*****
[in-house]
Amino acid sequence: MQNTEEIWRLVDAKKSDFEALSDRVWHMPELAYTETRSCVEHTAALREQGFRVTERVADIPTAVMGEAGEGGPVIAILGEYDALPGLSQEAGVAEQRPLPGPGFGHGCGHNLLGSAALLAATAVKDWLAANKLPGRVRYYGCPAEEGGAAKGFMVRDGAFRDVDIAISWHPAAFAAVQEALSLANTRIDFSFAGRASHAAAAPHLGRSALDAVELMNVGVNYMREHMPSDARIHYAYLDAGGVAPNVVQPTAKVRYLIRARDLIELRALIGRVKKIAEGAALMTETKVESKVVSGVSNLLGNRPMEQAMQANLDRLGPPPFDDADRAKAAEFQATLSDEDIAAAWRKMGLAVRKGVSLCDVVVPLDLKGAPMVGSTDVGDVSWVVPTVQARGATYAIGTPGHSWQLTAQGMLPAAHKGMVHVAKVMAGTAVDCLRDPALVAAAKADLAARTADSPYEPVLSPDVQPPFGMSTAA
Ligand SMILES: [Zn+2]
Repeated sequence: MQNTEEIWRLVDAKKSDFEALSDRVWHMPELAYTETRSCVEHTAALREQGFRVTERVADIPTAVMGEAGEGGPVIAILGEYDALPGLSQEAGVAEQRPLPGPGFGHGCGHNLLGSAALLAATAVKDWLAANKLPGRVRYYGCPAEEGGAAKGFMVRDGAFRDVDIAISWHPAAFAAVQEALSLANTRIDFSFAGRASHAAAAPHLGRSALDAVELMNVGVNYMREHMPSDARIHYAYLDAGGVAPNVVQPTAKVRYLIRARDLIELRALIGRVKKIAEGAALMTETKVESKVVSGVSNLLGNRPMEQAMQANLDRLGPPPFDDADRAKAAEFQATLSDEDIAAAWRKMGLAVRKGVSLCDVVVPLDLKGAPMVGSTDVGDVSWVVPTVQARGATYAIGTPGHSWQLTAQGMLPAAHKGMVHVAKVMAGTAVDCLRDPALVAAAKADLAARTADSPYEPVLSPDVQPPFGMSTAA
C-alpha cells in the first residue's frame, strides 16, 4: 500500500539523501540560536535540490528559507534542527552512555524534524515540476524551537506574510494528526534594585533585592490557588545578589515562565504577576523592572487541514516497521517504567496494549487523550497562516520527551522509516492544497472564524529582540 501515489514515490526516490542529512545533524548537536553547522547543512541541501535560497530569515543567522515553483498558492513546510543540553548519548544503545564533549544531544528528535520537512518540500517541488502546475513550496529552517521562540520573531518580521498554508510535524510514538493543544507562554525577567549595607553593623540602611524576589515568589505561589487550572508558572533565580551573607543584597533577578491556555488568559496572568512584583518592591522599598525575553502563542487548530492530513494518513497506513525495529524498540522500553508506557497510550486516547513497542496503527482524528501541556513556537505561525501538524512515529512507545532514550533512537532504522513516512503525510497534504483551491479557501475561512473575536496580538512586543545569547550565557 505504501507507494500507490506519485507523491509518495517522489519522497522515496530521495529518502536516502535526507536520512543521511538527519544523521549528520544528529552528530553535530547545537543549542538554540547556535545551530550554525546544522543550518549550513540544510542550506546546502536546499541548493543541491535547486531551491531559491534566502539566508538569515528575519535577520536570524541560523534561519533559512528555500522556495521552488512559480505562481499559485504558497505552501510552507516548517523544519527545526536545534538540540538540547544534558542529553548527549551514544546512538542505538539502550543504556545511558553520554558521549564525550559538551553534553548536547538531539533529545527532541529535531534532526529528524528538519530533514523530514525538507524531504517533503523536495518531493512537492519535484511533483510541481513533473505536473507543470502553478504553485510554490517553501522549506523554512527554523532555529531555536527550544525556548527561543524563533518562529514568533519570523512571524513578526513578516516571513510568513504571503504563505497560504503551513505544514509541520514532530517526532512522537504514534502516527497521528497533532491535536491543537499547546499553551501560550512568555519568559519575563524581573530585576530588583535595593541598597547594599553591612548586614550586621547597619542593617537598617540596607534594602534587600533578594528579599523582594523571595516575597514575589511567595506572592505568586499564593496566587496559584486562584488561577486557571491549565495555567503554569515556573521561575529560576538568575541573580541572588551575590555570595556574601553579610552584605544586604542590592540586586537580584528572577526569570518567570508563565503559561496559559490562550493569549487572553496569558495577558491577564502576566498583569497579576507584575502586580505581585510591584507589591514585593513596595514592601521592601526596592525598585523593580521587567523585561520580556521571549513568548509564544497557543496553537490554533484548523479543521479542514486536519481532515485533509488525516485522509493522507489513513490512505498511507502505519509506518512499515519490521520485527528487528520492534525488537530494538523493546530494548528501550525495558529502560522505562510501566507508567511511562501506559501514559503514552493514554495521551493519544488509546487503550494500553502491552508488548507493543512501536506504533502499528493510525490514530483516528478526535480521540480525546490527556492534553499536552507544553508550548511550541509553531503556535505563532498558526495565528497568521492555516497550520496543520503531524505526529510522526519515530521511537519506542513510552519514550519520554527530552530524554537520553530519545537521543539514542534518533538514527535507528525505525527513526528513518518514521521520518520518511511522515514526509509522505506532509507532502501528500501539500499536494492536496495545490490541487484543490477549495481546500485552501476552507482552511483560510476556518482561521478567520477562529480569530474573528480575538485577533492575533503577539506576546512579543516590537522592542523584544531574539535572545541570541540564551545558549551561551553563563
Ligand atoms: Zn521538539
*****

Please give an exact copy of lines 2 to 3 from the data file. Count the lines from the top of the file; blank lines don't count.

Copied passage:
Amino acid sequence: MQNTEEIWRLVDAKKSDFEALSDRVWHMPELAYTETRSCVEHTAALREQGFRVTERVADIPTAVMGEAGEGGPVIAILGEYDALPGLSQEAGVAEQRPLPGPGFGHGCGHNLLGSAALLAATAVKDWLAANKLPGRVRYYGCPAEEGGAAKGFMVRDGAFRDVDIAISWHPAAFAAVQEALSLANTRIDFSFAGRASHAAAAPHLGRSALDAVELMNVGVNYMREHMPSDARIHYAYLDAGGVAPNVVQPTAKVRYLIRARDLIELRALIGRVKKIAEGAALMTETKVESKVVSGVSNLLGNRPMEQAMQANLDRLGPPPFDDADRAKAAEFQATLSDEDIAAAWRKMGLAVRKGVSLCDVVVPLDLKGAPMVGSTDVGDVSWVVPTVQARGATYAIGTPGHSWQLTAQGMLPAAHKGMVHVAKVMAGTAVDCLRDPALVAAAKADLAARTADSPYEPVLSPDVQPPFGMSTAA
Ligand SMILES: [Zn+2]